3. In consideration of the foregoing, the two (2) parties release each other fully and finally from any claim that either might have had against the other while they were in business together.
4. If a single one of the payments is not made on the dates specified above, this agreement shall become null and of no effect and the parties shall be placed in the same situation that they were in prior to this agreement, without restitution of the amounts already paid.
5. This agreement is a transaction within the meaning of the Civil Code of the province of Quebec.
6. The parties agree to sign all appropriate documents upon request in order to give effect to this agreement.
7. Ronald Bélec, attorney, has been chosen by the parties as trustee of this agreement and of all documents necessary for its execution.
Signed at Hull, March 6, 1997.
 While this agreement refers to $50,000 in consideration and a $50,000 loan to the Appellant, the Appellant clearly told the Court that he owed nothing to his brother and had received the $100,000 in consideration of his equity in the bar. He received this amount in five instalments: two instalments on March 13, 1997, and the other three on May 10, July 10 and September 10, 1997, respectively. These amounts were paid to him by the corporation, not by André Gagnon directly (see Exhibit I‑1, tab 11).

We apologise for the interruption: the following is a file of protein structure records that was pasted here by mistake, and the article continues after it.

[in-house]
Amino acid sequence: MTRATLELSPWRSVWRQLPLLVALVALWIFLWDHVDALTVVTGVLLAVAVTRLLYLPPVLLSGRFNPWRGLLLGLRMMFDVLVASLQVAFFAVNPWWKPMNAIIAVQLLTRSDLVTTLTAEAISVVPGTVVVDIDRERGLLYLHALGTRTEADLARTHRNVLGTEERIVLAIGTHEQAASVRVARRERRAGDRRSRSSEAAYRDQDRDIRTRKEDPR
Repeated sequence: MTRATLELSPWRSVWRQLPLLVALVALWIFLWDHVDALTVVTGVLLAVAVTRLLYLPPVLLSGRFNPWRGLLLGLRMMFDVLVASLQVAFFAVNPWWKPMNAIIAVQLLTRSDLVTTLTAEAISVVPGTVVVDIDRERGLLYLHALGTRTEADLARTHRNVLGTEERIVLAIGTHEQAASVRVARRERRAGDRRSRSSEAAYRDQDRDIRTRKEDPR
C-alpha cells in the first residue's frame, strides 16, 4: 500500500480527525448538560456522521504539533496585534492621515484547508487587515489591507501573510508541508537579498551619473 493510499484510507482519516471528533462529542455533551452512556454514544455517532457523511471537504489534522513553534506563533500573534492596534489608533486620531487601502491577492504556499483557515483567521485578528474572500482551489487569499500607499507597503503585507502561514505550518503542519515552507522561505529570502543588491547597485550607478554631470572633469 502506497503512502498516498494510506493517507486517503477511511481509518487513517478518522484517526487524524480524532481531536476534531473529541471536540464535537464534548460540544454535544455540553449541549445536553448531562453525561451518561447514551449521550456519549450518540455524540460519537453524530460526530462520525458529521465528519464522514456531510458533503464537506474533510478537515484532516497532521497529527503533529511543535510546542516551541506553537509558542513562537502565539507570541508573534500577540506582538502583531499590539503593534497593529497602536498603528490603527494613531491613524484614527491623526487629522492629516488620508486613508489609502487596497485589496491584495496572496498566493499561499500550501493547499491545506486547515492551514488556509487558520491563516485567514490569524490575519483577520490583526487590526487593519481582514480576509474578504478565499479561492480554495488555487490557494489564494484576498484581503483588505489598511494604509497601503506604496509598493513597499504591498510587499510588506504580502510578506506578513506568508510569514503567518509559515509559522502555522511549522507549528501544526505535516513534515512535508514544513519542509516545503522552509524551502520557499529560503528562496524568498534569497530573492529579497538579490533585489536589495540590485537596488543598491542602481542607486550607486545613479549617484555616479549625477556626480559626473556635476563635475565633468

According to the Appellant, on September 10, 1997, when the Appellant received the last payment, his brother asked him to sign a new agreement that would annul the preceding one and would be retroactive to March 8, 1997. By this new agreement, the Appellant would be considered not to have received $100,000 from his brother in consideration of his equity in the bar. Rather, under this new agreement, two shares in the corporation would be issued to the Appellant retroactively and, in the transaction of March 8, 1997, the corporation would be considered to have redeemed the two shares from the Appellant in consideration of $100,000.
 Based on the understanding that this new agreement would not alter his situation, the Appellant signed this second agreement at the request of lawyer Ronald Bélec, who acted as a sort of intermediary between the two brothers. It should also be said that, as of March 8, 1997, the date of the first agreement, the Appellant thought, based on information obtained from Mr. Bélec, that the $100,000 transaction was tax-neutral for him, because, in the negotiations, his brother had agreed to assume all tax liabilities related to the transaction. This is apparently why the Appellant did not include this amount in his income tax return for the 1997 taxation year.